Thursday, April 26, 2007


Should non-hindus enter Guruvayur?

The issue of Devaswom Minister Sri. G Sudhakaran writing to the Guruvayur Devaswom probing the possibility of admitting Yesudas into the temple is likely to grow into alarming proportions. Thanks to the tolerance of the Hindus and the accommodating mentality of Yesudas, it may after all, fizzle out with no consequences.
The first question here is whether the Devaswom Minister has any right to order such a step. In fact, it is not an order, but only a suggestion made in good spirit. What the Minister did not realize is that it is not under his purview to even suggest such a thing.
Temples are not public properties. Each one is, or was, owned by certain families or groups of people and is promoted by the devotees. If the devotees have faith in the particular god in the temple, it will grow in wealth and fame, as it happened in the case of Guruvayur. On the other side, there are hundreds of temples left uncared for by anybody and have no means to subsist. Nobody makes any claim over the right to enter such temples or donate anything to maintain them. The Government is vested only with the supervisory power to oversee the administration of the temples; it doesn’t have the right to make drastic changes in the traditions, conventions and rituals of the temples.
Guruvayur, as it happens, is one of the richest temples because there are thousands of devotees bent upon donating in cash and kind to its already overflowing coffers. But, it is wrong to conceive any singer as a true and faithful devotee. The songs were written by someone and tuned by some others; what he does is only render it in the sweet sound that he is blessed with, during his run to make money and fame. He cannot claim to have sung in praise of the Lord because of his devotion, since his motive was making money. True, the merchants of Bhakti might have made the best use of his cassettes in their eagerness to promote the God, but that does not enable the singer to be labeled as a true devotee. That is not enough reason to justify his entry into the precincts of the temple.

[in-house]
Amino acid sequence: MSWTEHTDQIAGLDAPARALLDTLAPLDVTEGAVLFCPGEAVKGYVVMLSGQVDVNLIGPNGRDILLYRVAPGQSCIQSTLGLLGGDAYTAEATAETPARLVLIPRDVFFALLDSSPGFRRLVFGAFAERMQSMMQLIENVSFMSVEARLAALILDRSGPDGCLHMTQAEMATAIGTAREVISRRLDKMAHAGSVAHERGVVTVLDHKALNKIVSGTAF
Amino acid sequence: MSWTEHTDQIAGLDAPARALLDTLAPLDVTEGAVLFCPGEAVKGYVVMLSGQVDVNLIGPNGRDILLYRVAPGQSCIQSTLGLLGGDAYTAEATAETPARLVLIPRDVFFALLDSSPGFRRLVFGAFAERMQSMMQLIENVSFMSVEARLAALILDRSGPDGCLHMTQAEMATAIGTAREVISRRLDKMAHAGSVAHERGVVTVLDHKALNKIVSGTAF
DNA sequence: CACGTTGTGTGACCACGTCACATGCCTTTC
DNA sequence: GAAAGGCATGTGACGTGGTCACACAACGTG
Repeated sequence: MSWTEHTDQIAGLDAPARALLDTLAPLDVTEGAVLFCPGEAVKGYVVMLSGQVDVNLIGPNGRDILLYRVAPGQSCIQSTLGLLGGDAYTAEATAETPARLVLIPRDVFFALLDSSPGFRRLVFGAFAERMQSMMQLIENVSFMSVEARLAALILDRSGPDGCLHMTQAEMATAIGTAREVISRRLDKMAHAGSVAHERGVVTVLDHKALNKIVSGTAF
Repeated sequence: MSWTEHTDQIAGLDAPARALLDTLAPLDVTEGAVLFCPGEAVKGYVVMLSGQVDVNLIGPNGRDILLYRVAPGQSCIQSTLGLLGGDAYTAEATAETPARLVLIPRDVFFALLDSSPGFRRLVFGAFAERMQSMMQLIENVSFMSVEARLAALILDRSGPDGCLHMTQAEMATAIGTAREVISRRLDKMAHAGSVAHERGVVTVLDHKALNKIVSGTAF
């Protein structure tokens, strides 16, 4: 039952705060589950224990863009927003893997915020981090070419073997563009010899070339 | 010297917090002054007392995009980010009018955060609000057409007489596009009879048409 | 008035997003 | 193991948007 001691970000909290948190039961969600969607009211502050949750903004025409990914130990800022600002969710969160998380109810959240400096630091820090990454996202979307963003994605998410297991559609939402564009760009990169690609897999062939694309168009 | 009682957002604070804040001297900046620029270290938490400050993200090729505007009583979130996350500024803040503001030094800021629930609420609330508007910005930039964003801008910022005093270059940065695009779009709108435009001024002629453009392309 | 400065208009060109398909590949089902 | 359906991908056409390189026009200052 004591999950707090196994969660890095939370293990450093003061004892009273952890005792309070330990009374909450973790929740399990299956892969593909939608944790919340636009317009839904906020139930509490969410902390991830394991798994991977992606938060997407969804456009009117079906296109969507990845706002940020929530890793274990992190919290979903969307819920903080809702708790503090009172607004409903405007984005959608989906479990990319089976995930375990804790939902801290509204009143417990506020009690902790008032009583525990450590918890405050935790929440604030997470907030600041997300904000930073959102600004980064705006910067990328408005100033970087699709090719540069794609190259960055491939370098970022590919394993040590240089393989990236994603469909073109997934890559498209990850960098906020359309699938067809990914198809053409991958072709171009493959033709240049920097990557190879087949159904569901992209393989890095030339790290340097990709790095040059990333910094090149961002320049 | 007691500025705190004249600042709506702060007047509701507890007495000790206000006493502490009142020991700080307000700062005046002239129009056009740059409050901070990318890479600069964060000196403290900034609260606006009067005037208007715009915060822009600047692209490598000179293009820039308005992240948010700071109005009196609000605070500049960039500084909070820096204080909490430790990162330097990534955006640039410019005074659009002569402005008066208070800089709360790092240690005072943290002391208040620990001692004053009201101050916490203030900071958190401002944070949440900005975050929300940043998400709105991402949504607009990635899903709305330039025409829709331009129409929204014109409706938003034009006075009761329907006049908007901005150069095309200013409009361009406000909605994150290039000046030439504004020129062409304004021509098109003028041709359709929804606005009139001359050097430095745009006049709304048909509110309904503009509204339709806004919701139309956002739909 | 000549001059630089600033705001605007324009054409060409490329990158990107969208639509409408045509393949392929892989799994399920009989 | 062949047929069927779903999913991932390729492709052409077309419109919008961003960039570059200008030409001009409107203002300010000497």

Well, for a person like Yesudas, a mere entry inside the four-walls of the temple may not be a great achievement to reckon. There are two reasons for this: One, as a singer, he has realized the ultimate God through music; secondly, the temple itself is not ‘pure enough’ for a person of his stature to enter.
The second statement requires further explanation. God does not need any protection. He is not to be contained within the four walls of the temple. It is the people, the administrators and the priests surrounding Guruvayurappan who require the walls. The rituals of the temple are meant to protect the rights of certain groups of people, and on many occasions, they cross over propriety. When devout worshippers are forced to stand in long queues for hours together to have a darshan of the God, the VIPs and VVIPs, mostly politicians and relatives of Board Members, get a free and quick entry. The regular misappropriation of the offerings and temple funds certainly need the cover of the four walls. If such things are done outside the walls, they might be termed as theft. Another ritual in question is the act of conducting ‘Punyaha’, when a non-hindu is caught red-handed, entering the temple. Who can make sure that no non-hindu enter the temple ‘incognito’ or without revealing the identity? The God is not concerned about it perhaps, but His ‘protectors’ are keen to catch such ‘culprits’ to make some money out of it. A non-hindu may not enter the temple, but if he makes a sumptuous donation, it is welcome and glorified.
Temples are social institutions to allow a certain group of people to make a living. They have nothing to do with faith in the omnipresent God. They are institutionalized in the names of certain idols bearing some name of god. The difference between the two is like that between H2O and water in a pond.
Changes in human behavior cannot be brought about in a day or by an individual. The culture of Hinduism is so strong and all-inclusive that irrational traditions will make way for rational ones in the long run. The true spirit of Hinduism enfolds everyone, to whatever caste, creed or religion one might belong. Those with vested interests may try to withhold changes for some time, but not for ever. There will be a time when the boundaries of human segregation will fade out and all will bask in the Glory of that Single God. There is light at the end of the tunnel and we are certain to move towards it in future.